As with many TV shows first seasons, it takes a while for Sanctuary to find its feet. The necessity for explanation and exposition slows the opening two-parter Sanctuary For All, and a few inconsistencies and plot holes quickly become apparent. Magnus and Co are always gadding off to investigate the sighting of a new abnormal, yet there seem to be remarkably few support staff (i.e. none) around to run the Sanctuary in their absence. And then there’s the far less important question: why does the Magnus of the flashbacks have blonde hair yet in the present have brown hair? That aside, though, as the season progresses, it becomes more certain of what it is and where it’s going, and by the finish is really motoring.

Some episodes, such as the ‘bottle’ episodes Kush (set aboard an aeroplane) and Requiem (set aboard a submarine), are standalone, while others develop Sanctuary’s underlying ‘mythos’, which is, thankfully, much less tedious than the paranoid conspiracy mythos that underlay The X-Files, and involves the Cabal and some friends from Magnus’ Oxford University days, each of whom has a special power. Among my favourite episodes are Fata Morgana, with its exploration of what might lie behind the myth of the Morrigan; the amusing, innuendo-crammed Nubbins, which owes its inspiration to the original Star Trek’s The Trouble With Tribbles; and the two-parter Revelations, which ends the season on a terrific cliff-hanger involving Ashley. But I was far less interested in Warriors, a kind of ‘mutant Fight Club’ in which Will morphs into an unconvincing Incredible Hulk look-alike; and Instinct, told from a camera-crew’s POV, which irritates with its deliberately shaky camerawork and non-stop voiceover.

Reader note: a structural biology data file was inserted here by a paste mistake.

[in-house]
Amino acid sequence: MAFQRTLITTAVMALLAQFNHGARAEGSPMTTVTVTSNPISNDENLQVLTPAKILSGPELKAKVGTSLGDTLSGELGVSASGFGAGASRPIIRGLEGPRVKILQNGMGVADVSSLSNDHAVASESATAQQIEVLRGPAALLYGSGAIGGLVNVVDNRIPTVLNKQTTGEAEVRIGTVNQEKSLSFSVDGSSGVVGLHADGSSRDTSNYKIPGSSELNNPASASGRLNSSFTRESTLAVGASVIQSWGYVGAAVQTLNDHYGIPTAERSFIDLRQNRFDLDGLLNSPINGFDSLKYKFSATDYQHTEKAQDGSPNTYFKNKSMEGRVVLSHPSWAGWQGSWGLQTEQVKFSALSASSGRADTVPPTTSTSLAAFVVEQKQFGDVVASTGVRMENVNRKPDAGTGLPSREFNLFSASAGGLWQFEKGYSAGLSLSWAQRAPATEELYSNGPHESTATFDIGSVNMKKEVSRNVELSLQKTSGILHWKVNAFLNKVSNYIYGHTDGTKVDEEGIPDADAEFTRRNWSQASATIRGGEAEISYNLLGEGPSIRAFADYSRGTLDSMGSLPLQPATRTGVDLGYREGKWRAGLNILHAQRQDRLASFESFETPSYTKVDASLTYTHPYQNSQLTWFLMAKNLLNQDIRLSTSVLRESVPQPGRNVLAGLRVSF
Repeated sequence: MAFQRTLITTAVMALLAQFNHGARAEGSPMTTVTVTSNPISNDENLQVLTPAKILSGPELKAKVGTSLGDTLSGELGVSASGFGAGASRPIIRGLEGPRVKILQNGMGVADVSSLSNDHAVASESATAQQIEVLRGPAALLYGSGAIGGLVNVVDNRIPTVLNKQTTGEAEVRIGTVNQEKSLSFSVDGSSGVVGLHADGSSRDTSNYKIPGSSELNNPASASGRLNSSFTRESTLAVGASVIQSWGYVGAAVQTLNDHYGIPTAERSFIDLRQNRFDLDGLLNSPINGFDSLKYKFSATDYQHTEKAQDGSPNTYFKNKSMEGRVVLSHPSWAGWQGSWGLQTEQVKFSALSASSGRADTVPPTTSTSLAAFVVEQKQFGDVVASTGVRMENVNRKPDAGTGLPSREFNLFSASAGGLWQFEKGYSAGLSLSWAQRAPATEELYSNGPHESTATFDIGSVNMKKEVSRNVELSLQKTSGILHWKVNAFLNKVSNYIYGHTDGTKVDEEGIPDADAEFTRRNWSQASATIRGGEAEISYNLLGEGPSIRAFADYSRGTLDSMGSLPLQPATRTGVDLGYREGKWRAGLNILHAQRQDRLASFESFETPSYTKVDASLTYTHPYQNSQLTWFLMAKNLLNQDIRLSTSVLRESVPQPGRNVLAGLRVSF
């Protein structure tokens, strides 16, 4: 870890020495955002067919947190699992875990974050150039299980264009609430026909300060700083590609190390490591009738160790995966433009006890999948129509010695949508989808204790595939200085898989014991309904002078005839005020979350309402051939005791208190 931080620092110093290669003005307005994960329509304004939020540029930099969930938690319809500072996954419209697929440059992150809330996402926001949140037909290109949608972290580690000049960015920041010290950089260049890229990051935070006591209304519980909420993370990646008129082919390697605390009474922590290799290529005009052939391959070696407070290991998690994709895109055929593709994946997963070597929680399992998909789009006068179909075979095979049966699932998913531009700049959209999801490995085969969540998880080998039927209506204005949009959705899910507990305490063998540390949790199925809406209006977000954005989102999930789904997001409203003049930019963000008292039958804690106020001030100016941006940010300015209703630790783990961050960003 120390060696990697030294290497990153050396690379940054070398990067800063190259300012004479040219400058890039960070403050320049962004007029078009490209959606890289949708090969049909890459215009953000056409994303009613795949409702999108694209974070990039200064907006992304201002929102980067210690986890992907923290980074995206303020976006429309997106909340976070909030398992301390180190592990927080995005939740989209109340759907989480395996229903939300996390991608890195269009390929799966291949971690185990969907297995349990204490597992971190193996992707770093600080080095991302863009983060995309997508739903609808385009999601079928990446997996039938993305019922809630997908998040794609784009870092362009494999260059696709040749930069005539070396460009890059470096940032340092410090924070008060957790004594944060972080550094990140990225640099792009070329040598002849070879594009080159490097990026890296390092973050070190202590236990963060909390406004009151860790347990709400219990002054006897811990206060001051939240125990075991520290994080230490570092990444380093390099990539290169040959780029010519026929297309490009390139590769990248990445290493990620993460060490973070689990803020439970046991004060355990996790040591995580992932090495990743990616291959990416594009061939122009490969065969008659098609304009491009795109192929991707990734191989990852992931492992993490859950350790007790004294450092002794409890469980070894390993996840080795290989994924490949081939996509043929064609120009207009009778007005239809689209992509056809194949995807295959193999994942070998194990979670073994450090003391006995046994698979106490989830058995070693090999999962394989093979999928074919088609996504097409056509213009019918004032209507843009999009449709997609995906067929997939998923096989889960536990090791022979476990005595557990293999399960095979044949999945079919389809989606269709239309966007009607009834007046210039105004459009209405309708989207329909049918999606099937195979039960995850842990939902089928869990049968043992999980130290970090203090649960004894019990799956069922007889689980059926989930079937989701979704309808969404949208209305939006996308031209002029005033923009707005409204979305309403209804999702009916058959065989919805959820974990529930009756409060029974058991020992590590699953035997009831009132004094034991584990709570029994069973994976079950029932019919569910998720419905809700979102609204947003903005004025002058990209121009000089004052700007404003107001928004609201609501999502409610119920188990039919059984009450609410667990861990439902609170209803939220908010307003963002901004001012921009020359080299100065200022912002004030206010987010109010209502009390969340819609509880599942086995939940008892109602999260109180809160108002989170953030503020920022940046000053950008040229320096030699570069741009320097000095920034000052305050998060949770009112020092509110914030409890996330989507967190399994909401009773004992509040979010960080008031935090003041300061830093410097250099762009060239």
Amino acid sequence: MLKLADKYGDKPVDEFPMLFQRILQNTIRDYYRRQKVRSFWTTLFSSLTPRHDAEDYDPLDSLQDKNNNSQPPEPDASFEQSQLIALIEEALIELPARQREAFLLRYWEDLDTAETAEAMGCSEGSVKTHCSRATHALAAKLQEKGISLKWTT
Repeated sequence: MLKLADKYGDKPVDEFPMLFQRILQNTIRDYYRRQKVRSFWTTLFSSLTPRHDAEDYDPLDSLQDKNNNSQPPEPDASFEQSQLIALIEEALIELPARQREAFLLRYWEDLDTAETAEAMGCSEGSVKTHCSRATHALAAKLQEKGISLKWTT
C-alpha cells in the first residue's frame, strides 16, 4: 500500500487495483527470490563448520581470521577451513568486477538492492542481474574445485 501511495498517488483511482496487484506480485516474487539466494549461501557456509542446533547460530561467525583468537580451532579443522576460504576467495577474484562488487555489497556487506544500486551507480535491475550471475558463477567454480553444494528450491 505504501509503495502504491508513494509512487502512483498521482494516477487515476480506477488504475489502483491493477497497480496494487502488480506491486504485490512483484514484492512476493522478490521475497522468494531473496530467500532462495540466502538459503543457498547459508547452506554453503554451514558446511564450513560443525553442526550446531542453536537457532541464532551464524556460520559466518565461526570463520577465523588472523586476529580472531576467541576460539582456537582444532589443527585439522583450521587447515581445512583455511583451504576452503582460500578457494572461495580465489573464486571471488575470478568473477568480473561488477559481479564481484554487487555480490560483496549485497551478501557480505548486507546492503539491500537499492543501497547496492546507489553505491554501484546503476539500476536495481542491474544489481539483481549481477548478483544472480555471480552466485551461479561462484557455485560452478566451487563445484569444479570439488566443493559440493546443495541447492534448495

Sanctuary relies heavily on ‘green screen’ and CGI for its visual effects, and though some of the resulting settings and creatures are less than convincing (the mermaid and the beast that preys on the Nubbins being a case in point), others work extremely well. Tapping (Stargate SG-1), here with brown hair and a British accent that take a little getting used to, is a revelation, flexing acting muscles that there was little scope for on Stargate SG-1, and effortlessly carries the show. (I suspect it was largely her involvement in Sanctuary as actor and producer that led to its making the transition from the internet to TV.) The shaven-headed Christopher Heyerdahl is also excellent in multiple roles, particularly Druitt, a complex character that we are never sure whether to trust or not. Robin Dunne’s bespectacled Will initially evoke echoes of Stargate’s Daniel Jackson, and his character has the thankless task of being the means by which the viewers are brought up to speed. But once that’s out of the way, Dunne (Species 3, The Snow Walker) soon dispenses with his specs and turns in a nicely thoughtful performance as Will, besides being willing to show us his chest. Relative newcomer Emilie Ullerup is a little one-dimensional as the gung ho Ashley, but quickly grows into her role. Meanwhile for some reason Ryan Robbins (Passengers) doesn’t merit co-star billing as Henry, the geek with a secret, yet he is as much a part of the core cast as the others and adds some welcome comic moments. As for guest stars, Peter Wingfield and Jonathon Young give excellent, not to mention scene-stealing performances as James Watson and Nikola Tesla respectively.

DVD extras: this boxset is extremely well endowed with extras. Every single one of the 13 TV episodes comes with a cast and crew commentary. In addition, the original webisodes are here in full, plus three making-of featurettes covering Sanctuary’s cast, characters, and visual effects. And finally there are bloopers, a behind-the-scenes photo gallery, and a sneak peak of what’s to come in season two.